ILYA MARRITZ We spent the past five or six years, we in the journalism community debating and discussing how to cover a norm breaking president and the movement attached to him, that that really threatened a lot of the basis of the way our country works and how to cover it accurately and responsibly. And it seemed to me that horse race journalism and both sides journalism were either on the way out or at least partly discredited. And I guess my question for you is, have we learned nothing?
JON ALLSOP I think there are days where I feel like some lessons have been learned in the news business and then probably many more days where I feel like nothing has been learned. And I would put the coverage that immediately followed the search of Mar a Lago in the "we have learned nothing." bracket. A lot of the coverage seemed to jump to political considerations. Oh, this is a huge risk for Merrick Garland. This is a huge risk for the Justice Department. And there's a ton of commentary, including in mainstream news organizations, that this was great for Trump because the Republican Party had rallied around him and saying this was outrageous and it's super frustrating because you can see the seeds there of, for example, January 6 having been a huge wake up call about the perilous condition of American democracy, that something like that could happen in the U.S. And then you see so much horse race chatter and optics obsessed coverage and punditry, just so much trivial guff that you'd think we'd have learned to leave by the wayside by now. There still seem to be institutional incentive barriers to fully learning the lessons, and I think some recent trends in the news business would suggest maybe actually that what we're seeing in some areas is a retrenchment back towards more old school journalistic practices that the Trump era showed not to work. Rather than taking bold explorative steps in the opposite direction of working out how we can cover this moment more urgently and more honestly.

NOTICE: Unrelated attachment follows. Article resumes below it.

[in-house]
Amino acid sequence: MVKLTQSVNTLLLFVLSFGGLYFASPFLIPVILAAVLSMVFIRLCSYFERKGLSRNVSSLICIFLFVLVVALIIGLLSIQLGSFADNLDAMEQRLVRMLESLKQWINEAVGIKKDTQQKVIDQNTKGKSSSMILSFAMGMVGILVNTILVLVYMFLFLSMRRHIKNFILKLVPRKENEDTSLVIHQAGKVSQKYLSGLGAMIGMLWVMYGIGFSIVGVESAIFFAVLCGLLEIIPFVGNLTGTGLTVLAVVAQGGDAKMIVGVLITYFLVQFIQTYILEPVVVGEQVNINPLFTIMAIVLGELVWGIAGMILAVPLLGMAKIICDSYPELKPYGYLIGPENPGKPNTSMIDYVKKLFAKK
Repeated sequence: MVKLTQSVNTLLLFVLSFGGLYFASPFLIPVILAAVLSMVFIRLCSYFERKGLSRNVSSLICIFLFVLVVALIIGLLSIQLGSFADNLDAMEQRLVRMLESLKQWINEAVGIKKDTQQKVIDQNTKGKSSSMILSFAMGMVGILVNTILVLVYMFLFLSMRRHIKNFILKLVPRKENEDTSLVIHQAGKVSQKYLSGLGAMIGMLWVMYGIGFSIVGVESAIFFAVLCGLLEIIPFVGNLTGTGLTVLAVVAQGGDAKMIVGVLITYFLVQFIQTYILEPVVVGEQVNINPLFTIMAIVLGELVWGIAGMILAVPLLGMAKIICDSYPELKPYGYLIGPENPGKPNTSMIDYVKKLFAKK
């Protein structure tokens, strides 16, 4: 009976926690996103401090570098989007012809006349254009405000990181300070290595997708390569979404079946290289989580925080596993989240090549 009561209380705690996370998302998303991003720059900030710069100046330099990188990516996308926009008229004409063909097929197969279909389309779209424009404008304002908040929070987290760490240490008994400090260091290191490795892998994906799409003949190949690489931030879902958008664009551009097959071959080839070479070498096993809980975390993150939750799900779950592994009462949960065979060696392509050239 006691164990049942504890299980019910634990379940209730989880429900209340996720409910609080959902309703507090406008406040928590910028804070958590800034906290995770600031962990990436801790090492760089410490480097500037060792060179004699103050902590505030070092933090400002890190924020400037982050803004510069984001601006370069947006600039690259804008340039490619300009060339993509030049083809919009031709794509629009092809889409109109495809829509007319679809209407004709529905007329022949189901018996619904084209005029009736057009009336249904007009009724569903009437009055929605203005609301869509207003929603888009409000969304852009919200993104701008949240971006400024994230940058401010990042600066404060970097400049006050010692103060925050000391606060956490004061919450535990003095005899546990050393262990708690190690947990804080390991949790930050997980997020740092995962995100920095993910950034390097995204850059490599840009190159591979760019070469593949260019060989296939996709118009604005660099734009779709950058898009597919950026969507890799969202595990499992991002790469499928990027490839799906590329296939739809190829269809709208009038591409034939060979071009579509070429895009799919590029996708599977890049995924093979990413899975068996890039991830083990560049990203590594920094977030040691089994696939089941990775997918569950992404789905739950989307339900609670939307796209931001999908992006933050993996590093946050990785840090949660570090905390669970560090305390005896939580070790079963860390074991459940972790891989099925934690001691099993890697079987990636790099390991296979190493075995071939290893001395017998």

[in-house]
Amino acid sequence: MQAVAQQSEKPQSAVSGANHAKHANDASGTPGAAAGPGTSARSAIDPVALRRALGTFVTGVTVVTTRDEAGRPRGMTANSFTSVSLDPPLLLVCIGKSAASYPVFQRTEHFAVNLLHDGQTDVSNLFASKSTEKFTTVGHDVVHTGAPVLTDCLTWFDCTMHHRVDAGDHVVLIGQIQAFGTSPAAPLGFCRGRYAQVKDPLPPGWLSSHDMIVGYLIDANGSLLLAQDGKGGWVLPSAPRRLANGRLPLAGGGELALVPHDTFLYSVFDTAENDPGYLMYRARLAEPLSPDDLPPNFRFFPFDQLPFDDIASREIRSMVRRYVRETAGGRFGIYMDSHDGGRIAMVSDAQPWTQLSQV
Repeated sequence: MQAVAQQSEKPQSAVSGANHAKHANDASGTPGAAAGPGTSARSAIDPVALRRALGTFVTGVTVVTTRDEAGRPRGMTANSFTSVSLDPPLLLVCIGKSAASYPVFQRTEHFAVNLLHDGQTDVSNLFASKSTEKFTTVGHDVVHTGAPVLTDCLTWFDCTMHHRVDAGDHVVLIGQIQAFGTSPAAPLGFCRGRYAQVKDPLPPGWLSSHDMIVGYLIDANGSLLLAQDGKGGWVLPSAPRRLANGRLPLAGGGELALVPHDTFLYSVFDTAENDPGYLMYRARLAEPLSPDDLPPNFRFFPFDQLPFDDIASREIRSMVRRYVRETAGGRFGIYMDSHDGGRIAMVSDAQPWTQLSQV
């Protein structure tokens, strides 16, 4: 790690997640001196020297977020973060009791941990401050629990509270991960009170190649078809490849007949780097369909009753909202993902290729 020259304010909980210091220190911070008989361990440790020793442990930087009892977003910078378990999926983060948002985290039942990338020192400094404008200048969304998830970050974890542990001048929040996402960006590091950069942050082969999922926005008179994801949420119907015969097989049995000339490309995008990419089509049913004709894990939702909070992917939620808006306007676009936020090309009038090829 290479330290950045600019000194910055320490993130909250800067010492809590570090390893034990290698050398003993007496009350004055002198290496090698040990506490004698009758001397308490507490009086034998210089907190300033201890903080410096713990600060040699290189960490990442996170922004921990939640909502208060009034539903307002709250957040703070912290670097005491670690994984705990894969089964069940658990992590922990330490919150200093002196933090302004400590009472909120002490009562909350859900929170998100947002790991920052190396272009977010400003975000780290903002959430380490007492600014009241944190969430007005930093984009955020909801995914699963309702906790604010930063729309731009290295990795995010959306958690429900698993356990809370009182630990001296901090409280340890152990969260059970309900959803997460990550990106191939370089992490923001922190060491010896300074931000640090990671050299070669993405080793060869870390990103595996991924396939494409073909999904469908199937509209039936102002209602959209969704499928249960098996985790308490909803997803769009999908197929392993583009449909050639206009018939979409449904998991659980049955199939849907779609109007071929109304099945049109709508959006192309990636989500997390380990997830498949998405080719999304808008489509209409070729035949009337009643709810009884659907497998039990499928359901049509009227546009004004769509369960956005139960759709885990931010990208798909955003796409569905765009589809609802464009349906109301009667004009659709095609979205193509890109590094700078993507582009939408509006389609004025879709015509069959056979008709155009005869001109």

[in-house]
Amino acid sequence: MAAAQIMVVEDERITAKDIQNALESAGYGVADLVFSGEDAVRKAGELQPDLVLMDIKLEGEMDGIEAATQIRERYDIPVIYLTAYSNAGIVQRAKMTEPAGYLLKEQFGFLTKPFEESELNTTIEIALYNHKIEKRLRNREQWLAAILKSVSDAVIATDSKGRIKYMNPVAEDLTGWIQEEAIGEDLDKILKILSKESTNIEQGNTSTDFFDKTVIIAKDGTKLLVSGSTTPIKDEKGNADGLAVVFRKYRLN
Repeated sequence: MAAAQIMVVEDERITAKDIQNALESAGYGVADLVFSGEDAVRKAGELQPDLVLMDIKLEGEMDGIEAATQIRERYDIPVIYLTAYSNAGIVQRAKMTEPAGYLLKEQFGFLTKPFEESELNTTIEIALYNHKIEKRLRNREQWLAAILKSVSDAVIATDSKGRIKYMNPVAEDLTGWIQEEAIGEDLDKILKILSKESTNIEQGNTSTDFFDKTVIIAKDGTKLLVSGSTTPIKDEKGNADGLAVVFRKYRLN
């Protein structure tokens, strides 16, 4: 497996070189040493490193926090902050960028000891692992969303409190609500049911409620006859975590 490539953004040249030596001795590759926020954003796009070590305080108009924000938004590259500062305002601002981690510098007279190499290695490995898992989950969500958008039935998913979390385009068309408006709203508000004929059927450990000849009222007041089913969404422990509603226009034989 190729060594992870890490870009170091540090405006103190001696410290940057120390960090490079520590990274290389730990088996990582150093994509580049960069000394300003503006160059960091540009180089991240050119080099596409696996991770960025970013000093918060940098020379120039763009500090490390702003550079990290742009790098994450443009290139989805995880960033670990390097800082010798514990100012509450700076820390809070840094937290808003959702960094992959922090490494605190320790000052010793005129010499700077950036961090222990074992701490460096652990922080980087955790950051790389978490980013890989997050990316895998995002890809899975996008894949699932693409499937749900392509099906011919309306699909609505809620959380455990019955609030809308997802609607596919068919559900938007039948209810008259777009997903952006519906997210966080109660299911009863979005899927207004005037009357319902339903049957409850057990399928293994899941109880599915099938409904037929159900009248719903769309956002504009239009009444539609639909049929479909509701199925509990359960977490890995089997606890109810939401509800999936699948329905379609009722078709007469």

ILYA MARRITZ Jon Allsop, thank you very much.
JON ALLSOP Thank you for having me.
ILYA MARRITZ Jon Allsop writes a newsletter for Columbia Journalism Review titled The Media Today.